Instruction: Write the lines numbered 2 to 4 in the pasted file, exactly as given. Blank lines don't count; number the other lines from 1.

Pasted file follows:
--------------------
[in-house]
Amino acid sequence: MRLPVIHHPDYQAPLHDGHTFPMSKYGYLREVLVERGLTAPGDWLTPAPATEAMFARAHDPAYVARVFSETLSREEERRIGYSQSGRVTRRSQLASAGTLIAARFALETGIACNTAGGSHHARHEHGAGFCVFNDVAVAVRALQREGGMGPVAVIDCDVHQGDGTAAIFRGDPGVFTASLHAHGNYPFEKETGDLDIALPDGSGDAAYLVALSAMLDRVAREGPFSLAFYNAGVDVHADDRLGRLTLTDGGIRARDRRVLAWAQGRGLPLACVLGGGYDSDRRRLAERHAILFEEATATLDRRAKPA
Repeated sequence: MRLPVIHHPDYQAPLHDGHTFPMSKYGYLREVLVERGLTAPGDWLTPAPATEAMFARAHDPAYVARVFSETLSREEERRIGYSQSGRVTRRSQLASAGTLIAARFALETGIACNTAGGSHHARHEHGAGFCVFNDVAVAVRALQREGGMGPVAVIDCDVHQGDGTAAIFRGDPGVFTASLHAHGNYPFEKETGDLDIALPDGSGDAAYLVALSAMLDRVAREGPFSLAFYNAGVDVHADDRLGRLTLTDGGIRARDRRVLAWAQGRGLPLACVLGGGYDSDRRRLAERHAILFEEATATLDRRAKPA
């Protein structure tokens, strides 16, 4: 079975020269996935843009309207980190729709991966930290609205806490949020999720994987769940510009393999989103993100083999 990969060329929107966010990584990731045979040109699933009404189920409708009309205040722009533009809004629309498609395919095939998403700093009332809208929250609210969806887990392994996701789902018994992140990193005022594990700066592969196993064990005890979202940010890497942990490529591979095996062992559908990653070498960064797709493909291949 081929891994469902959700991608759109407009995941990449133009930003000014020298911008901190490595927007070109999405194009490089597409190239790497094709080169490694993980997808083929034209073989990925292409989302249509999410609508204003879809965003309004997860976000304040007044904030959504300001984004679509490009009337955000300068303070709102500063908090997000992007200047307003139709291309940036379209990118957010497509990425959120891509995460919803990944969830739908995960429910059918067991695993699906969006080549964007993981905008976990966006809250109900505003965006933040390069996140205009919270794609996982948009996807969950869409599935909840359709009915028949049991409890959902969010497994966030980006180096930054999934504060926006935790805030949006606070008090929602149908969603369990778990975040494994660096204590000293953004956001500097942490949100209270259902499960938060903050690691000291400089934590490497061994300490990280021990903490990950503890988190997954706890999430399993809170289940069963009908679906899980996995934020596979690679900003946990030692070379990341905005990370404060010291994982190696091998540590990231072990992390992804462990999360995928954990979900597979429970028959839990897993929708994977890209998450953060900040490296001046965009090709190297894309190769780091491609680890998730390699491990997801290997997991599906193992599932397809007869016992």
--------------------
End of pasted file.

Amino acid sequence: MRLPVIHHPDYQAPLHDGHTFPMSKYGYLREVLVERGLTAPGDWLTPAPATEAMFARAHDPAYVARVFSETLSREEERRIGYSQSGRVTRRSQLASAGTLIAARFALETGIACNTAGGSHHARHEHGAGFCVFNDVAVAVRALQREGGMGPVAVIDCDVHQGDGTAAIFRGDPGVFTASLHAHGNYPFEKETGDLDIALPDGSGDAAYLVALSAMLDRVAREGPFSLAFYNAGVDVHADDRLGRLTLTDGGIRARDRRVLAWAQGRGLPLACVLGGGYDSDRRRLAERHAILFEEATATLDRRAKPA
Repeated sequence: MRLPVIHHPDYQAPLHDGHTFPMSKYGYLREVLVERGLTAPGDWLTPAPATEAMFARAHDPAYVARVFSETLSREEERRIGYSQSGRVTRRSQLASAGTLIAARFALETGIACNTAGGSHHARHEHGAGFCVFNDVAVAVRALQREGGMGPVAVIDCDVHQGDGTAAIFRGDPGVFTASLHAHGNYPFEKETGDLDIALPDGSGDAAYLVALSAMLDRVAREGPFSLAFYNAGVDVHADDRLGRLTLTDGGIRARDRRVLAWAQGRGLPLACVLGGGYDSDRRRLAERHAILFEEATATLDRRAKPA
């Protein structure tokens, strides 16, 4: 079975020269996935843009309207980190729709991966930290609205806490949020999720994987769940510009393999989103993100083999 990969060329929107966010990584990731045979040109699933009404189920409708009309205040722009533009809004629309498609395919095939998403700093009332809208929250609210969806887990392994996701789902018994992140990193005022594990700066592969196993064990005890979202940010890497942990490529591979095996062992559908990653070498960064797709493909291949 081929891994469902959700991608759109407009995941990449133009930003000014020298911008901190490595927007070109999405194009490089597409190239790497094709080169490694993980997808083929034209073989990925292409989302249509999410609508204003879809965003309004997860976000304040007044904030959504300001984004679509490009009337955000300068303070709102500063908090997000992007200047307003139709291309940036379209990118957010497509990425959120891509995460919803990944969830739908995960429910059918067991695993699906969006080549964007993981905008976990966006809250109900505003965006933040390069996140205009919270794609996982948009996807969950869409599935909840359709009915028949049991409890959902969010497994966030980006180096930054999934504060926006935790805030949006606070008090929602149908969603369990778990975040494994660096204590000293953004956001500097942490949100209270259902499960938060903050690691000291400089934590490497061994300490990280021990903490990950503890988190997954706890999430399993809170289940069963009908679906899980996995934020596979690679900003946990030692070379990341905005990370404060010291994982190696091998540590990231072990992390992804462990999360995928954990979900597979429970028959839990897993929708994977890209998450953060900040490296001046965009090709190297894309190769780091491609680890998730390699491990997801290997997991599906193992599932397809007869016992």